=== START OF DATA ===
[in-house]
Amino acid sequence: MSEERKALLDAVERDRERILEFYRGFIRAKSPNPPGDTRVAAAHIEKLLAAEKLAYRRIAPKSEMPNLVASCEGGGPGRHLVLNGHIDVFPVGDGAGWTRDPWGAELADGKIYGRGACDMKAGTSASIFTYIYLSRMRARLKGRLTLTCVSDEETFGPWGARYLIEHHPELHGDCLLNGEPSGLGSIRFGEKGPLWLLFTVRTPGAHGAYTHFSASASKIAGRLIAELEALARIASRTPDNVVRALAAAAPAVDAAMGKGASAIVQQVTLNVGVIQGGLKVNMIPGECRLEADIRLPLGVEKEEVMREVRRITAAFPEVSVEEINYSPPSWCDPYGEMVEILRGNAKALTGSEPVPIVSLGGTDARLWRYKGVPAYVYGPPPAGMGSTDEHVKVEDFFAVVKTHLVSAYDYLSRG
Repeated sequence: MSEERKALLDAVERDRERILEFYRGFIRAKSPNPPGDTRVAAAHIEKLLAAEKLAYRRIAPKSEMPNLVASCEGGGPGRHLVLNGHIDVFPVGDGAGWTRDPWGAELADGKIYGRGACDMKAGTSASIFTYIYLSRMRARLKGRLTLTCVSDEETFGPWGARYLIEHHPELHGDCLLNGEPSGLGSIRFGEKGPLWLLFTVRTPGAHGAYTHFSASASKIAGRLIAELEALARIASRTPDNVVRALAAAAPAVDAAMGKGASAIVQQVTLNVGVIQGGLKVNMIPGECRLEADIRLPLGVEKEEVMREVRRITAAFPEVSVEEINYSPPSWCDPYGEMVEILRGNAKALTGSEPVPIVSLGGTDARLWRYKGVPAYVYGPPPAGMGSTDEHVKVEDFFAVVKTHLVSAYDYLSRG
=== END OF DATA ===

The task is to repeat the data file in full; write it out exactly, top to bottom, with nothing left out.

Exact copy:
[in-house]
Amino acid sequence: MSEERKALLDAVERDRERILEFYRGFIRAKSPNPPGDTRVAAAHIEKLLAAEKLAYRRIAPKSEMPNLVASCEGGGPGRHLVLNGHIDVFPVGDGAGWTRDPWGAELADGKIYGRGACDMKAGTSASIFTYIYLSRMRARLKGRLTLTCVSDEETFGPWGARYLIEHHPELHGDCLLNGEPSGLGSIRFGEKGPLWLLFTVRTPGAHGAYTHFSASASKIAGRLIAELEALARIASRTPDNVVRALAAAAPAVDAAMGKGASAIVQQVTLNVGVIQGGLKVNMIPGECRLEADIRLPLGVEKEEVMREVRRITAAFPEVSVEEINYSPPSWCDPYGEMVEILRGNAKALTGSEPVPIVSLGGTDARLWRYKGVPAYVYGPPPAGMGSTDEHVKVEDFFAVVKTHLVSAYDYLSRG
Repeated sequence: MSEERKALLDAVERDRERILEFYRGFIRAKSPNPPGDTRVAAAHIEKLLAAEKLAYRRIAPKSEMPNLVASCEGGGPGRHLVLNGHIDVFPVGDGAGWTRDPWGAELADGKIYGRGACDMKAGTSASIFTYIYLSRMRARLKGRLTLTCVSDEETFGPWGARYLIEHHPELHGDCLLNGEPSGLGSIRFGEKGPLWLLFTVRTPGAHGAYTHFSASASKIAGRLIAELEALARIASRTPDNVVRALAAAAPAVDAAMGKGASAIVQQVTLNVGVIQGGLKVNMIPGECRLEADIRLPLGVEKEEVMREVRRITAAFPEVSVEEINYSPPSWCDPYGEMVEILRGNAKALTGSEPVPIVSLGGTDARLWRYKGVPAYVYGPPPAGMGSTDEHVKVEDFFAVVKTHLVSAYDYLSRG